During the analyze phase, the focus is on searching for the root cause. Based on the data analysis, opportunities are prioritized according to their contribution to customer satisfaction and impact on profitability. Pareto Analysis. The Pareto chart (see Figure 2-10) is a graphic representation of the opportunities for improvement. It is used in identifying the critical opportunities that will have the greatest impact on customer satisfaction and profitability. The chart was developed by J. M. Juran and named after the Italian economist Vilferado Pareto, who observed that most of the world s wealth is owned by a few individuals. Juran likewise
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Pareto chart of opportunities for improvement.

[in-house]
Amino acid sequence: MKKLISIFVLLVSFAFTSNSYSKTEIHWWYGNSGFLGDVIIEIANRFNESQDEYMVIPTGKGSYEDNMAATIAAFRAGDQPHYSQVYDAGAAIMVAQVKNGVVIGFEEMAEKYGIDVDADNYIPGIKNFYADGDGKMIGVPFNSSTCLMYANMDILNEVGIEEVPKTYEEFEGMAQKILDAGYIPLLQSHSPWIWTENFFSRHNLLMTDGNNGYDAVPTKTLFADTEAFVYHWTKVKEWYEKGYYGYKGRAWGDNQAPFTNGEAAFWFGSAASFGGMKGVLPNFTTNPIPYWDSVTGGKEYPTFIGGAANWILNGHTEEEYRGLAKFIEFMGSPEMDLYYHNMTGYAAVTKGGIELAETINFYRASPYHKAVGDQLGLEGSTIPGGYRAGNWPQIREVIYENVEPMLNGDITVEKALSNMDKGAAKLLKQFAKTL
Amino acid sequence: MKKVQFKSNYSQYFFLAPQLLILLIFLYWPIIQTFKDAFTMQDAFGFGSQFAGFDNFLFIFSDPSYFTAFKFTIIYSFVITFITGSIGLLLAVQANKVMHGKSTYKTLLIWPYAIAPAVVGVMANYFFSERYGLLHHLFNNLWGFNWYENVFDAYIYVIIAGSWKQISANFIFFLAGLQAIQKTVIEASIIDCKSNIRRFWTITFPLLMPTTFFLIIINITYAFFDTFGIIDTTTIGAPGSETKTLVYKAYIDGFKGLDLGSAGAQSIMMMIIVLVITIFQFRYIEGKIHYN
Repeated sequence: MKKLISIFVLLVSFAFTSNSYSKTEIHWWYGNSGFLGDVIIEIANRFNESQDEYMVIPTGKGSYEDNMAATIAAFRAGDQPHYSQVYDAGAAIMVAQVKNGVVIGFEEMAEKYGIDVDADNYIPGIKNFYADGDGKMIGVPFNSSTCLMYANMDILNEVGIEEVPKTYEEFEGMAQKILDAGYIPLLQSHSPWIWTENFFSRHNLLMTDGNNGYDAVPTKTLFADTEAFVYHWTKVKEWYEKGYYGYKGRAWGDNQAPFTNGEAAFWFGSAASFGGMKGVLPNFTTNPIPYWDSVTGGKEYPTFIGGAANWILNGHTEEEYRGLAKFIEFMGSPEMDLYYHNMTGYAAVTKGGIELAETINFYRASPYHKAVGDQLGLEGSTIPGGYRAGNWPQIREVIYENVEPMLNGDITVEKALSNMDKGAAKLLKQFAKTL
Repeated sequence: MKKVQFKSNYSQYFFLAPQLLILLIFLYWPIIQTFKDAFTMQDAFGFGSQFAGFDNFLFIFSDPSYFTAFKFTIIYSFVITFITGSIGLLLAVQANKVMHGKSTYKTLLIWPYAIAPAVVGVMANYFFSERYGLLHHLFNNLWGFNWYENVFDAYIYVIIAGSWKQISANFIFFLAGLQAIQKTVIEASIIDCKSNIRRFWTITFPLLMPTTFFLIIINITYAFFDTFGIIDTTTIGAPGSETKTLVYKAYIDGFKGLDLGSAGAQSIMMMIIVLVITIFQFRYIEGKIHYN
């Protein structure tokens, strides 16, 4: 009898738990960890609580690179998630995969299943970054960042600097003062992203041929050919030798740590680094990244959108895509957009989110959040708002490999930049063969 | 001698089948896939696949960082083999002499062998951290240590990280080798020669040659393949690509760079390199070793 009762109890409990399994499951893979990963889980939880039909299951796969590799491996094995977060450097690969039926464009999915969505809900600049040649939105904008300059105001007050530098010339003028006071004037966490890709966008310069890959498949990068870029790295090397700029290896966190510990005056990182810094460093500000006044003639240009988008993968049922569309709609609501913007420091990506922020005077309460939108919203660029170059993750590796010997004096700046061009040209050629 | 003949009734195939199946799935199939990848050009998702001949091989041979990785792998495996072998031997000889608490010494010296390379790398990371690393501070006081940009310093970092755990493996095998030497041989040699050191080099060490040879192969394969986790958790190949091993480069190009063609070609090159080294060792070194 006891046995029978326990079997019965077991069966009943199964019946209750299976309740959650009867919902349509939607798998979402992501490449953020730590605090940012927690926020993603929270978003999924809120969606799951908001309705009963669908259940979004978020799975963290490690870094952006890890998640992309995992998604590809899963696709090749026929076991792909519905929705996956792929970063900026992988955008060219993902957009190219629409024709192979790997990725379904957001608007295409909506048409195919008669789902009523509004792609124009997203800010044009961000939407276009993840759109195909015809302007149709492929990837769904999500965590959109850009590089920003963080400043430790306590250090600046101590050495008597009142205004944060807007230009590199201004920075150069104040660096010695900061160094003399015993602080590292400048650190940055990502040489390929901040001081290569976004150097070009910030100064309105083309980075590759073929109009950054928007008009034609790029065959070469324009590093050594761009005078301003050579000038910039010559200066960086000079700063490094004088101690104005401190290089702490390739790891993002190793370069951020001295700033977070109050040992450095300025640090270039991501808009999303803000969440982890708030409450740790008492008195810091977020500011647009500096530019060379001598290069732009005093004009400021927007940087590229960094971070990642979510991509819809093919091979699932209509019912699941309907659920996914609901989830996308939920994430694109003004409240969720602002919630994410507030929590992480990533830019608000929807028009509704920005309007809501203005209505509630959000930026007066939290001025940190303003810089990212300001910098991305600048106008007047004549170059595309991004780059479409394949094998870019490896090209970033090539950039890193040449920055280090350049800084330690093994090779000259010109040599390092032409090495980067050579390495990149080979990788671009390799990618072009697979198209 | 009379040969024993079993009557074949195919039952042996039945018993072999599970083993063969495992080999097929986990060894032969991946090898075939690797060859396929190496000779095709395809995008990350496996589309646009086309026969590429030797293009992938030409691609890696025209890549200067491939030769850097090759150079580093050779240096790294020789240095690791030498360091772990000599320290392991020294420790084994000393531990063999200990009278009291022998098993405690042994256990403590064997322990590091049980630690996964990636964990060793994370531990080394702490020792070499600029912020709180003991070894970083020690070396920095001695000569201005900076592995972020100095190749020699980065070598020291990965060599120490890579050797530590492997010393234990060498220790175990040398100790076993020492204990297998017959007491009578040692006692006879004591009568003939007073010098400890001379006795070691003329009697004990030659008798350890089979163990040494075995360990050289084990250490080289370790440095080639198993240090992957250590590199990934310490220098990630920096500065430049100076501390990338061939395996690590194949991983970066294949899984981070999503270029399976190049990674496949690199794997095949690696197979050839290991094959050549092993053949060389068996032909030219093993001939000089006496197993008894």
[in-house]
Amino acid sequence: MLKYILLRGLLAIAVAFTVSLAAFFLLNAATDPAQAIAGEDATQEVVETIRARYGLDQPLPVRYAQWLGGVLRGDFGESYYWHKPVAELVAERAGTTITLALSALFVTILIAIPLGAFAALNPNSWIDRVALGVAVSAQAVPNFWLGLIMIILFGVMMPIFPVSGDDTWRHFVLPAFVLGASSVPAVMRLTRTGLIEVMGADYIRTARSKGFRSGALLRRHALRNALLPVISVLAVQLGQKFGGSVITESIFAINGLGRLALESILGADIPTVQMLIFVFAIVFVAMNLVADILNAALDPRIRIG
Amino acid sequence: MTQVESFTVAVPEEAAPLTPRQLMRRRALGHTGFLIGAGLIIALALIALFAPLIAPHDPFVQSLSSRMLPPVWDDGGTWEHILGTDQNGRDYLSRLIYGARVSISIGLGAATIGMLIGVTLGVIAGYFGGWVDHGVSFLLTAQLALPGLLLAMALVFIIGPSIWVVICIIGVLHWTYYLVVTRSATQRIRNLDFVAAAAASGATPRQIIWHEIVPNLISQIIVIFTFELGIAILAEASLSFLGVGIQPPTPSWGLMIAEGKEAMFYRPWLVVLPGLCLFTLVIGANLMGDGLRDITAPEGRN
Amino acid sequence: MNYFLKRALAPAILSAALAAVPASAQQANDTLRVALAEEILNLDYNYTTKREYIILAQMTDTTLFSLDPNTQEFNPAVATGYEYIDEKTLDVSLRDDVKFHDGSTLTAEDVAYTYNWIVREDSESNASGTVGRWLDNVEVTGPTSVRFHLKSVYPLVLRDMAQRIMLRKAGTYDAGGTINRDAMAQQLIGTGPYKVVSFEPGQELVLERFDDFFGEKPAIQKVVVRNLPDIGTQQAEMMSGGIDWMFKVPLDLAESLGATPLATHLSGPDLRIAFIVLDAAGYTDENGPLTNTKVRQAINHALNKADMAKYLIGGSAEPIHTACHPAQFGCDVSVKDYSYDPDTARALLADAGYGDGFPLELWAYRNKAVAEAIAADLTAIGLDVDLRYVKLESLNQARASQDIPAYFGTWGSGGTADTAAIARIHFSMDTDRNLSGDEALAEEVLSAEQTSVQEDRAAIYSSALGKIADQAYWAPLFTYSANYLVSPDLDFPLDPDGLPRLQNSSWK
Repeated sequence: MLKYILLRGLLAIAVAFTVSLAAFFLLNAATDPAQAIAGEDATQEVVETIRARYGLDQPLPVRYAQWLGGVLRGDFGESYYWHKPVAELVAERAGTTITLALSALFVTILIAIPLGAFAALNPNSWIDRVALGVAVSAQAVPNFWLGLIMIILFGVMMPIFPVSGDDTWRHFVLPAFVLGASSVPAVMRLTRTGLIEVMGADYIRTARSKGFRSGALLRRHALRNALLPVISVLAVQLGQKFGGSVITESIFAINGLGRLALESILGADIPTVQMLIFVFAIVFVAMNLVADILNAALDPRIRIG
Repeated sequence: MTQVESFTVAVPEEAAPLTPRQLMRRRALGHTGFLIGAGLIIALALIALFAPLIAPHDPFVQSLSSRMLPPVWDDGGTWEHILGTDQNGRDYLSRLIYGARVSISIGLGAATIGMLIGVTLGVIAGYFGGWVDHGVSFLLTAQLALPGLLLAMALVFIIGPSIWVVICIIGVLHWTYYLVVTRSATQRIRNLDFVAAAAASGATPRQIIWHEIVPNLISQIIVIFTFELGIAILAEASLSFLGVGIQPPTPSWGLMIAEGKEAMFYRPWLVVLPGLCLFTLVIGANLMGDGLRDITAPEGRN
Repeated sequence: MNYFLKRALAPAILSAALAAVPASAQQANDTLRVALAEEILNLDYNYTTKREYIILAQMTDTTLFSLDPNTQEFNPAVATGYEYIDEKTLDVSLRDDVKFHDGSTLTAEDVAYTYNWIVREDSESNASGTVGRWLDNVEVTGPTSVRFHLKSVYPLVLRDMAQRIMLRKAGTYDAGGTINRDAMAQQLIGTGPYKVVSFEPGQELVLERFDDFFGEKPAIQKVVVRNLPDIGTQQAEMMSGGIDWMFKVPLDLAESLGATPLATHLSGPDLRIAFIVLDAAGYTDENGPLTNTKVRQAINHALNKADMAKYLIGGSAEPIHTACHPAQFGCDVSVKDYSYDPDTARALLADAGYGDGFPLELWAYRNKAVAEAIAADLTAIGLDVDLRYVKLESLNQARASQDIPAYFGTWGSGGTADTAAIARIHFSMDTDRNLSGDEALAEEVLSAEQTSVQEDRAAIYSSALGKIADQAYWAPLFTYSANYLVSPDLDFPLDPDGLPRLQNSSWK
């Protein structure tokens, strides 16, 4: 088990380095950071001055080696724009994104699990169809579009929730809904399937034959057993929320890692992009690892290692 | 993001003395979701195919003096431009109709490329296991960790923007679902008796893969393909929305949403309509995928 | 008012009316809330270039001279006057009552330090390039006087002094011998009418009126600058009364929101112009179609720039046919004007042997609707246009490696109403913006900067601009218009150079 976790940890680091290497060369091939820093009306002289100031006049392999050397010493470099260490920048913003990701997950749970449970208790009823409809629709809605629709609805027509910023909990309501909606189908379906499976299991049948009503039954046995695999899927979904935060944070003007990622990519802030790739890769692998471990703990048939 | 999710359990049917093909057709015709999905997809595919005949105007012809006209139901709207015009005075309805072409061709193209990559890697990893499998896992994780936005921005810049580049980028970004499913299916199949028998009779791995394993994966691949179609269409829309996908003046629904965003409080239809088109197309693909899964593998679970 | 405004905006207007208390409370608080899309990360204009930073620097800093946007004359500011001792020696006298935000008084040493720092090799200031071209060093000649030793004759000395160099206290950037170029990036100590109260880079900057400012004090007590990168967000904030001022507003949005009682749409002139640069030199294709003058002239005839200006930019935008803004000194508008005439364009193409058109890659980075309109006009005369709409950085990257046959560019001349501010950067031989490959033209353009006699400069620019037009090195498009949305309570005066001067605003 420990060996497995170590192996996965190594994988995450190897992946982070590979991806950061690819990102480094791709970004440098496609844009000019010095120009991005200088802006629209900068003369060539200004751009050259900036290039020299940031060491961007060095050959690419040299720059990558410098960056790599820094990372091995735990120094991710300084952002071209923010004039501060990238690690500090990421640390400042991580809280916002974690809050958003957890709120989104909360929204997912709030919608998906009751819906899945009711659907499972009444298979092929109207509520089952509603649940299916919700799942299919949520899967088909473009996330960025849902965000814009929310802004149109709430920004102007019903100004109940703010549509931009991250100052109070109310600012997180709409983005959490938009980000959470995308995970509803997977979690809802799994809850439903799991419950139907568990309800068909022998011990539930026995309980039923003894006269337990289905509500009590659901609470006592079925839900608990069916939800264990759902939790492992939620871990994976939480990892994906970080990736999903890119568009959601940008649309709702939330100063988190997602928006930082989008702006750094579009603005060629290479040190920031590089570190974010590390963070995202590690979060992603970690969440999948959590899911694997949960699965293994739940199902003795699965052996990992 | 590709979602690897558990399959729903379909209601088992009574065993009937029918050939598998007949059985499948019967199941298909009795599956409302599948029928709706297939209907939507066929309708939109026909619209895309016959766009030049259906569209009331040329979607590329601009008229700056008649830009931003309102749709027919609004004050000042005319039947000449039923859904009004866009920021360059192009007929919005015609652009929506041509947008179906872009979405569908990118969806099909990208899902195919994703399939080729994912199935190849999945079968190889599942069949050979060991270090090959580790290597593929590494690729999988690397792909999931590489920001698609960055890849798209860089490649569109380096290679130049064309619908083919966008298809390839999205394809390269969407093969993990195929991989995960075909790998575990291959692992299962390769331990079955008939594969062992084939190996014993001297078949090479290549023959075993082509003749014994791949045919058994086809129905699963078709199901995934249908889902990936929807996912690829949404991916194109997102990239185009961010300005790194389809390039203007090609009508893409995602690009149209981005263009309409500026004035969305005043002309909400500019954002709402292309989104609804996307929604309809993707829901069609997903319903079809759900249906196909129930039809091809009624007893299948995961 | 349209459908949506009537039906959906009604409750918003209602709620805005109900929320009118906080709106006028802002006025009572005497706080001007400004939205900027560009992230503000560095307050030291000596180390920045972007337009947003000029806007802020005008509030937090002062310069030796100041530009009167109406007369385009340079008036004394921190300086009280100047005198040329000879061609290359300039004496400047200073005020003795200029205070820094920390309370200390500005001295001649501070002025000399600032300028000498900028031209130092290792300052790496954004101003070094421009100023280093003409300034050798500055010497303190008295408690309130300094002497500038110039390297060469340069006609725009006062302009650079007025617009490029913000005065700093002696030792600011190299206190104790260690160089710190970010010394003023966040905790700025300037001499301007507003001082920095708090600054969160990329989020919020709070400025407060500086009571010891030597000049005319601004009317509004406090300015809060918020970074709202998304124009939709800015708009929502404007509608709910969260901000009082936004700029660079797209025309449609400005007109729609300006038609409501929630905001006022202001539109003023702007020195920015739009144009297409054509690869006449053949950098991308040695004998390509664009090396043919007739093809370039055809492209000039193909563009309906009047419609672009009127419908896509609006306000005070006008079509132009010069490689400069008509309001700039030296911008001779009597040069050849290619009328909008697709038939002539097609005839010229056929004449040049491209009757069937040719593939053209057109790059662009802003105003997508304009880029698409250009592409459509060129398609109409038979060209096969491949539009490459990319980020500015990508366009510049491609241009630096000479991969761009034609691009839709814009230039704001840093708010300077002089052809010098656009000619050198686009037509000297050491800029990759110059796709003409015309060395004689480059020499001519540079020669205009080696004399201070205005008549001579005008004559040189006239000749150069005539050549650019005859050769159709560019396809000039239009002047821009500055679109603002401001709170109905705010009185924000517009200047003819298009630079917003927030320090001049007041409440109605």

found that most events in nature are not equal. For example, most revenues of a company come from a few large accounts, most of the deaths occur due to a few diseases, and most problems in an organization stem from just a few causes. The Pareto chart is designed to help businesses identify opportunities for improvement that cost more than the others and thus should be attacked first. The Pareto chart shows opportunity categories based on their impact or frequency. People tend to work first on opportunities that are easier to attack rather than those most important to attack. The purpose of using the Pareto chart is to promote work on important opportunities rather than on the easy ones. Cause-and-Effect Analysis. Once the most significant opportunities have been identified, a root cause analysis is performed. The cause-and-effect diagram is one tool used to diagnose the causes of a selected problem. Most failures are caused by problems with the machine, material, method, or mind (skills). In addition, the environment and measurement devices may cause failures. The cause-and-effect diagram is a great way to list potential causes. Once causes are listed, a cross-functional team can prioritize various causes and select a few on which to work. The cause-and-effect diagram is also called the Fishbone or Ishikawa diagram. As shown in Figure 2-11, the main branches can be relabeled according to the categories of causes to be investigated. In the case of financial losses, categories such as machines, methods, and materials might not be the appropriate categories to represent potential causes. In such cases, other causes can be fitted into the standard branches, or the branches can be relabeled. Multivary Analysis. Multivary analysis is an excellent tool to apportion variance in the area where opportunities for improvement exist. It dissects the variance into positional, cyclical, and temporal categories. The positional variation is caused by the variables that affect the process performance at certain locations within the process or the product. The temporal variation is attributed to the changes between cycles of a process and represents trends over time, i.e., shift to shift, day